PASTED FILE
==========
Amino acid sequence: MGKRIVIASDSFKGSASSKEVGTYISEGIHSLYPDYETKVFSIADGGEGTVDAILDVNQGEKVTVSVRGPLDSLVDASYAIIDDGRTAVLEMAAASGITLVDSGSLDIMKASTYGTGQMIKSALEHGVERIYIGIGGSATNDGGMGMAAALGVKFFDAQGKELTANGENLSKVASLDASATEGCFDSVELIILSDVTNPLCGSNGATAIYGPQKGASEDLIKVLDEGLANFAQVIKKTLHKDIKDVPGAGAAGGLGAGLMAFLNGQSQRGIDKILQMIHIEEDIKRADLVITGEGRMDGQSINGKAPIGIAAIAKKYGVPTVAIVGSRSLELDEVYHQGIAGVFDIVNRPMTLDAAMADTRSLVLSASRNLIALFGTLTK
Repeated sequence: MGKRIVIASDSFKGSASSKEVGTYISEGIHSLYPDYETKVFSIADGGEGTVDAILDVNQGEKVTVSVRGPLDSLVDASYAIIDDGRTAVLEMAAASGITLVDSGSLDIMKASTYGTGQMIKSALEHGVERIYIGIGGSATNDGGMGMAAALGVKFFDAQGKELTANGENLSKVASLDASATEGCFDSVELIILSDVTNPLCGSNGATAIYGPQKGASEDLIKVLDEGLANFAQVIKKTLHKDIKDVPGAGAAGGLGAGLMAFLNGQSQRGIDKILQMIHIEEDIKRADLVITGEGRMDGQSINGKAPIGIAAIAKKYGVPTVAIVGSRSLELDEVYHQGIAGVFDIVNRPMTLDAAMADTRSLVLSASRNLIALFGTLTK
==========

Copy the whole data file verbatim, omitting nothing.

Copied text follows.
Amino acid sequence: MGKRIVIASDSFKGSASSKEVGTYISEGIHSLYPDYETKVFSIADGGEGTVDAILDVNQGEKVTVSVRGPLDSLVDASYAIIDDGRTAVLEMAAASGITLVDSGSLDIMKASTYGTGQMIKSALEHGVERIYIGIGGSATNDGGMGMAAALGVKFFDAQGKELTANGENLSKVASLDASATEGCFDSVELIILSDVTNPLCGSNGATAIYGPQKGASEDLIKVLDEGLANFAQVIKKTLHKDIKDVPGAGAAGGLGAGLMAFLNGQSQRGIDKILQMIHIEEDIKRADLVITGEGRMDGQSINGKAPIGIAAIAKKYGVPTVAIVGSRSLELDEVYHQGIAGVFDIVNRPMTLDAAMADTRSLVLSASRNLIALFGTLTK
Repeated sequence: MGKRIVIASDSFKGSASSKEVGTYISEGIHSLYPDYETKVFSIADGGEGTVDAILDVNQGEKVTVSVRGPLDSLVDASYAIIDDGRTAVLEMAAASGITLVDSGSLDIMKASTYGTGQMIKSALEHGVERIYIGIGGSATNDGGMGMAAALGVKFFDAQGKELTANGENLSKVASLDASATEGCFDSVELIILSDVTNPLCGSNGATAIYGPQKGASEDLIKVLDEGLANFAQVIKKTLHKDIKDVPGAGAAGGLGAGLMAFLNGQSQRGIDKILQMIHIEEDIKRADLVITGEGRMDGQSINGKAPIGIAAIAKKYGVPTVAIVGSRSLELDEVYHQGIAGVFDIVNRPMTLDAAMADTRSLVLSASRNLIALFGTLTK